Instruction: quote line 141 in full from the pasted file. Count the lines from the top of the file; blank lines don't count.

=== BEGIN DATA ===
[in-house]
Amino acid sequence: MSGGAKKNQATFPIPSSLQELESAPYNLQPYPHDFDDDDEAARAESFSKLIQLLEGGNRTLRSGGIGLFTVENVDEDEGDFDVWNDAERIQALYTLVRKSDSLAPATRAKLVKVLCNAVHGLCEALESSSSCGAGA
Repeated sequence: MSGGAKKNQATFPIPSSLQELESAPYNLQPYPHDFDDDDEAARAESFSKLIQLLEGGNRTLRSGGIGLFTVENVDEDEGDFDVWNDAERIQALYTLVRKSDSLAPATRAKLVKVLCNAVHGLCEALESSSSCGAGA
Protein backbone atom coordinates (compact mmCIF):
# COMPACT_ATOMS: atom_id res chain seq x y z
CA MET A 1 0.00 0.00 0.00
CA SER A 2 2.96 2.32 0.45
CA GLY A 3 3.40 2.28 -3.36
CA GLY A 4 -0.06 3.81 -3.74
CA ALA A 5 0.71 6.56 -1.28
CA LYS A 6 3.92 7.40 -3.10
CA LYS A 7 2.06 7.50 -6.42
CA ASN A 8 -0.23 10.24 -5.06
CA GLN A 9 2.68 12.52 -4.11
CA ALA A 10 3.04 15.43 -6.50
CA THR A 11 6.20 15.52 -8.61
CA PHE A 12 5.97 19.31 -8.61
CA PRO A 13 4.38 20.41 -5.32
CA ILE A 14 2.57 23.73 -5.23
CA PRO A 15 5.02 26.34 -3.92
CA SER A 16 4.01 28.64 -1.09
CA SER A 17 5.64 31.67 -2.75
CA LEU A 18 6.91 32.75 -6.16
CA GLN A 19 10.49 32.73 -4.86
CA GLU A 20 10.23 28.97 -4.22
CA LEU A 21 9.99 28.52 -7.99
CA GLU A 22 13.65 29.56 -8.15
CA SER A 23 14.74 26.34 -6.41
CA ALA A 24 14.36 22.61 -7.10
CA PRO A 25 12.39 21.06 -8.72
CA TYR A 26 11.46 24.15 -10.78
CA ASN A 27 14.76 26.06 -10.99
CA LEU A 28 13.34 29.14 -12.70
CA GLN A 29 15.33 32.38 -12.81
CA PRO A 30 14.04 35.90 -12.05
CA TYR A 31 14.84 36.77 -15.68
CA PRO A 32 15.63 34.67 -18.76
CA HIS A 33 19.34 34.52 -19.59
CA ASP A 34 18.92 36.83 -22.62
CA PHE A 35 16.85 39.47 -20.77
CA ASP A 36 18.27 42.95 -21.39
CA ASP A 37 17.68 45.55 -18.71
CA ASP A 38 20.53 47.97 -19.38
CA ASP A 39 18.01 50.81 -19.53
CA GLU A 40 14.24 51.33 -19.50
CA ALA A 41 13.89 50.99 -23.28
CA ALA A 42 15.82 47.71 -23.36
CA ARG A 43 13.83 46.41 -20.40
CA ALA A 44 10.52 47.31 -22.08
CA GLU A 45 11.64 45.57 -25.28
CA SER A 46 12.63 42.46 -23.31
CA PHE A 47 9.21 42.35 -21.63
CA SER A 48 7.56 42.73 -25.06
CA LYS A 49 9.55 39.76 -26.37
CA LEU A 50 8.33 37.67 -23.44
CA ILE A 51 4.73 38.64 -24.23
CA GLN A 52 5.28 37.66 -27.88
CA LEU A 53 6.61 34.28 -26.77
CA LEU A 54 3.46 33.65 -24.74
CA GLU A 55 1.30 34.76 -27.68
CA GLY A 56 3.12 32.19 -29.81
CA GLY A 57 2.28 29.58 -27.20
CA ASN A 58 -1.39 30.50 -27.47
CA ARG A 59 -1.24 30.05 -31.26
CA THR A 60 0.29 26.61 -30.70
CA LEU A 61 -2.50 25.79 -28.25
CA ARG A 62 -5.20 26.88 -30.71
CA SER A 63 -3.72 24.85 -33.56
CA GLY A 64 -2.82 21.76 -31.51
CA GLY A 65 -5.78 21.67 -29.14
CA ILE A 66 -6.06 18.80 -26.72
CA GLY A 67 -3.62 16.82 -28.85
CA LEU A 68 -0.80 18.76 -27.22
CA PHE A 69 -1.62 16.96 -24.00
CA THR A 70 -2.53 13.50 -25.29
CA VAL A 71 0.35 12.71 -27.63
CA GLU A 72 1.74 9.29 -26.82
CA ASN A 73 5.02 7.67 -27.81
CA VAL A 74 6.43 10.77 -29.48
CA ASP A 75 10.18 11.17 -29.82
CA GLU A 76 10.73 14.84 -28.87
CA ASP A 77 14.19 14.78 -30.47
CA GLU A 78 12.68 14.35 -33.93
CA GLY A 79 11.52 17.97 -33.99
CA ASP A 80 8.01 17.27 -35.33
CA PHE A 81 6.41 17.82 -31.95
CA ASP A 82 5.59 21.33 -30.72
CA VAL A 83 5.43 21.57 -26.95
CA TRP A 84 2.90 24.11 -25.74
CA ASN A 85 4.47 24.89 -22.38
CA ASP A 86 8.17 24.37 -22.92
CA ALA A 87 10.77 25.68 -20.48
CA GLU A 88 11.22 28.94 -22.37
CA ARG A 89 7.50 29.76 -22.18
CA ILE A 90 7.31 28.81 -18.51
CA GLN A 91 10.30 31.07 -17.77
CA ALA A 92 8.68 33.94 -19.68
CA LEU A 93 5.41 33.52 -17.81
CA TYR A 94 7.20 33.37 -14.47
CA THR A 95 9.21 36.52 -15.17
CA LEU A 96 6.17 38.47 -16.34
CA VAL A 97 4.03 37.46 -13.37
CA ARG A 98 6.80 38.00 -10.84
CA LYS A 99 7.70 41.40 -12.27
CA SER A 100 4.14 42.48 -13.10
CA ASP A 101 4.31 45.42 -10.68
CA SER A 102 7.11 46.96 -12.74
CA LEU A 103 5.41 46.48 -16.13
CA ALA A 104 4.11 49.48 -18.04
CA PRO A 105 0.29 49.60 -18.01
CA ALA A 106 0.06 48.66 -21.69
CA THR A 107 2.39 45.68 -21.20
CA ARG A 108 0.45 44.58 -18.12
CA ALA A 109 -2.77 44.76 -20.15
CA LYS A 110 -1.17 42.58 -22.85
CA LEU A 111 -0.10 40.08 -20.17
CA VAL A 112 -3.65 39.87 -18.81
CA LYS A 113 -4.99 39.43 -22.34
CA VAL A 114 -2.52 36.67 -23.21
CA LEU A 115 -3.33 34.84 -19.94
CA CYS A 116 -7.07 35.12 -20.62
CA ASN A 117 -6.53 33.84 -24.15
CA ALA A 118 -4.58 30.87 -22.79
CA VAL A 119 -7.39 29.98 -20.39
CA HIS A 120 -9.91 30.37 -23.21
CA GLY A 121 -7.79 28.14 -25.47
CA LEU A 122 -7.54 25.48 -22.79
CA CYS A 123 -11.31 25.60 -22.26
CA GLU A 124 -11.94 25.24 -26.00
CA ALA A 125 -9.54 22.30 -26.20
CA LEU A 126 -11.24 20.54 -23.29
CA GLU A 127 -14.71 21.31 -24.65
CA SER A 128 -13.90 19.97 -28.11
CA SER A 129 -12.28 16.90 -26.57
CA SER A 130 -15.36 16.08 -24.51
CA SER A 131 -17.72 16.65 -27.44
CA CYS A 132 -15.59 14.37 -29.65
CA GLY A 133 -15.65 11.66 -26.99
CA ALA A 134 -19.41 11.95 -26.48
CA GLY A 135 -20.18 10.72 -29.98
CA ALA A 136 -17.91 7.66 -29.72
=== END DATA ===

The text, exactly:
CA ALA A 136 -17.91 7.66 -29.72